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Presse Med. 1995 Jun 17;24(22):1028-32.

[Lung metastases from colorectal cancer: results of surgery].

[Article in French]

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Service de Chirurgie thoracique, Institut mutualiste Montsouris, Centre m├ędico-chirurgical de la Porte de Choisy, Paris.



Surgery has become a recognized therapeutic means in selected patients with isolated pulmonary metastases, with a 5-year survival rate of about 35%, but specific studies on the results and prognosis of surgery for pulmonary metastases from colorectal cancer remain relatively rare.


Between 1980 and 1991, 65 patients (34 men, 31 women, mean age 58.2 years) underwent 81 thoracic operations with curative intent (including 15 bilateral operations and 7 incomplete resections) for pulmonary metastases from colorectal cancer.


The 5- and 10-year probabilities of survival (Kaplan-Meier) after the first thoracic operation were 27% and 22% respectively. The site of the primary tumor (colon or rectum), the disease-free interval, previous resection(s) of hepatic metastases, and the size of pulmonary metastases were not found to the have a statistically significant influence on prognosis. On the other hand, the quality of resection (complete or incomplete) (p < 0.001), the number of resected pulmonary metastases (p = 0.016), and the preoperative carcino-embryonic antigen level (p < 0.001) were found to be highly significant prognostic factors.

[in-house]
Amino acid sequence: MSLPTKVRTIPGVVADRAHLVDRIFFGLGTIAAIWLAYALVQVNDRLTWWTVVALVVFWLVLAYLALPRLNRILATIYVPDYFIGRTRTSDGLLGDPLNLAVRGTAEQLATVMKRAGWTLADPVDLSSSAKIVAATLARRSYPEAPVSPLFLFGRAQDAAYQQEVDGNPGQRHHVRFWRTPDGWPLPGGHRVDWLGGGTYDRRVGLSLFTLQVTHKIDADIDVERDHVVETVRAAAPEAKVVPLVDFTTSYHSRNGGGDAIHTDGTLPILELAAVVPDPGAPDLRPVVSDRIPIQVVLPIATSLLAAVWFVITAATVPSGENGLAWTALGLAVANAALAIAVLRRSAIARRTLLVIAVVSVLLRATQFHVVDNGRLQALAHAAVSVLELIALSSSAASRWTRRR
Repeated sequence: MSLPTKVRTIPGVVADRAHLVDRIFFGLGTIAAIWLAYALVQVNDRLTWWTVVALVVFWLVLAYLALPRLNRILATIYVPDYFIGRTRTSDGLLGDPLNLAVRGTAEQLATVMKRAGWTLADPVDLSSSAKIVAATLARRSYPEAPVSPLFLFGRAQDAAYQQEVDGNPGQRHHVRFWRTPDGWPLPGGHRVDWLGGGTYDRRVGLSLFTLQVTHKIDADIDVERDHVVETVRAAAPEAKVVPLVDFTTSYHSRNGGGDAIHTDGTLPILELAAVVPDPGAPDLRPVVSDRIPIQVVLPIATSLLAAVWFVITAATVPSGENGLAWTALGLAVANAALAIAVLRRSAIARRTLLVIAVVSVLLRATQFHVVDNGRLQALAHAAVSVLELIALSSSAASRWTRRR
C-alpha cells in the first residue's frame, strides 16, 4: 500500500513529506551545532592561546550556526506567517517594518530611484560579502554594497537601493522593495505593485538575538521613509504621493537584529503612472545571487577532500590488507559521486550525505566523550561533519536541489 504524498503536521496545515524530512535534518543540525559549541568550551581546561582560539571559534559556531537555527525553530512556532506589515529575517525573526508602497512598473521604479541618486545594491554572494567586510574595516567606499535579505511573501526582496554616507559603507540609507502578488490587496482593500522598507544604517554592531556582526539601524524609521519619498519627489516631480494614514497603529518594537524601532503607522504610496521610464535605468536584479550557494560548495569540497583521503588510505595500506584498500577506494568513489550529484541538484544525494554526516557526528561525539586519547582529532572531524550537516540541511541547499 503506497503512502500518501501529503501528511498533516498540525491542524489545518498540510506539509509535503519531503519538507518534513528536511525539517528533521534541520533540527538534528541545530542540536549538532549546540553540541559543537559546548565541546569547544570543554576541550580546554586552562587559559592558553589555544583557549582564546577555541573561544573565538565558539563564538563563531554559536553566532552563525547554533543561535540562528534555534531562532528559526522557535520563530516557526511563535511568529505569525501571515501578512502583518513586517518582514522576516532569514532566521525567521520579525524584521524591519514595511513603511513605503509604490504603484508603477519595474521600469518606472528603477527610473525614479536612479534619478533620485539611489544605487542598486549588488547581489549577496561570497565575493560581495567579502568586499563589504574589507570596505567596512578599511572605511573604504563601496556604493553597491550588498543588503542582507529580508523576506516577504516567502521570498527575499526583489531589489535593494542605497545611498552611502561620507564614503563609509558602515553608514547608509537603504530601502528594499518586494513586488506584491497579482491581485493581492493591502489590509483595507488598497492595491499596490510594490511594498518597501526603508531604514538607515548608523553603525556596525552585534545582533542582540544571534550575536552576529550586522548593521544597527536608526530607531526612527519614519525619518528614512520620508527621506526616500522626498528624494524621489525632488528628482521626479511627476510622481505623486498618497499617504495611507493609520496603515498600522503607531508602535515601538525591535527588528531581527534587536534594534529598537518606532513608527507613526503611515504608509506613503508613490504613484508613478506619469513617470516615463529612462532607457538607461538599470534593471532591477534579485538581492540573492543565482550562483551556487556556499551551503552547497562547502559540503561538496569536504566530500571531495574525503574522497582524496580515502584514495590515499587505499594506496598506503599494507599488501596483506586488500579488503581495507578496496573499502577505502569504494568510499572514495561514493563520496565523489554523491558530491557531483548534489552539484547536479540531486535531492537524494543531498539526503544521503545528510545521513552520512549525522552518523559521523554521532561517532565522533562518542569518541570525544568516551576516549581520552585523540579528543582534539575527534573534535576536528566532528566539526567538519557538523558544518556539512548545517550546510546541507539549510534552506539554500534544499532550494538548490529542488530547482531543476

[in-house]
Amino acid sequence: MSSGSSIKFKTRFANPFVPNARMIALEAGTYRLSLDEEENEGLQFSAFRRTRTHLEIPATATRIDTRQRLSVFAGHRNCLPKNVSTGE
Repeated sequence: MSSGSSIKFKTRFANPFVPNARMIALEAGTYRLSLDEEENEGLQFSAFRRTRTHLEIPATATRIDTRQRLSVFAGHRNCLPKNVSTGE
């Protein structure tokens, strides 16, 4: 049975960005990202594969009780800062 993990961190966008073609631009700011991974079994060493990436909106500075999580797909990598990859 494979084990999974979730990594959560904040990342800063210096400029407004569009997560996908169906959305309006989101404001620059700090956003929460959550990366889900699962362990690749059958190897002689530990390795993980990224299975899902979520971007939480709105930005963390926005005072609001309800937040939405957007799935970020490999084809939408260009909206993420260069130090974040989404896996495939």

Complete resection of pulmonary metastases from colorectal cancer seems to prolong survival in a significant number of patients, and the results from this study should help to select those who may benefit from this treatment.

[Indexed for MEDLINE]

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